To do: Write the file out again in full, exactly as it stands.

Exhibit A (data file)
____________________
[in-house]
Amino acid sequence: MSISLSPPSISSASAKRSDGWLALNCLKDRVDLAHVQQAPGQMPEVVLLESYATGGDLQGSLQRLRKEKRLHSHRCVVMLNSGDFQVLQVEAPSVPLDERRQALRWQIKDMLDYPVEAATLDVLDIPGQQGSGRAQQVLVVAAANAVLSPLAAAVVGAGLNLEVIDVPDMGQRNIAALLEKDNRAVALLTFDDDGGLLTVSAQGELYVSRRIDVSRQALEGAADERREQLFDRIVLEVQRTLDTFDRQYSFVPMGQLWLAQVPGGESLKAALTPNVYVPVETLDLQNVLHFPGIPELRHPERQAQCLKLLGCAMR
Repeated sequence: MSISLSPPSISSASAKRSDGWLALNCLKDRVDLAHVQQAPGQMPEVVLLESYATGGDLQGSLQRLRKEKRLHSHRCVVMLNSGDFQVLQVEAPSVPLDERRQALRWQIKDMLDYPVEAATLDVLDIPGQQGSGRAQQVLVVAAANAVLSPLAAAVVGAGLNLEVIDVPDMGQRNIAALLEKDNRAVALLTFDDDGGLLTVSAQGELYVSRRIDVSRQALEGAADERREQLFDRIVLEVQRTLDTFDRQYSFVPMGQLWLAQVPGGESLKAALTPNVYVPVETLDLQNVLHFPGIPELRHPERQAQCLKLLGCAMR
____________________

[in-house]
Amino acid sequence: MSISLSPPSISSASAKRSDGWLALNCLKDRVDLAHVQQAPGQMPEVVLLESYATGGDLQGSLQRLRKEKRLHSHRCVVMLNSGDFQVLQVEAPSVPLDERRQALRWQIKDMLDYPVEAATLDVLDIPGQQGSGRAQQVLVVAAANAVLSPLAAAVVGAGLNLEVIDVPDMGQRNIAALLEKDNRAVALLTFDDDGGLLTVSAQGELYVSRRIDVSRQALEGAADERREQLFDRIVLEVQRTLDTFDRQYSFVPMGQLWLAQVPGGESLKAALTPNVYVPVETLDLQNVLHFPGIPELRHPERQAQCLKLLGCAMR
Repeated sequence: MSISLSPPSISSASAKRSDGWLALNCLKDRVDLAHVQQAPGQMPEVVLLESYATGGDLQGSLQRLRKEKRLHSHRCVVMLNSGDFQVLQVEAPSVPLDERRQALRWQIKDMLDYPVEAATLDVLDIPGQQGSGRAQQVLVVAAANAVLSPLAAAVVGAGLNLEVIDVPDMGQRNIAALLEKDNRAVALLTFDDDGGLLTVSAQGELYVSRRIDVSRQALEGAADERREQLFDRIVLEVQRTLDTFDRQYSFVPMGQLWLAQVPGGESLKAALTPNVYVPVETLDLQNVLHFPGIPELRHPERQAQCLKLLGCAMR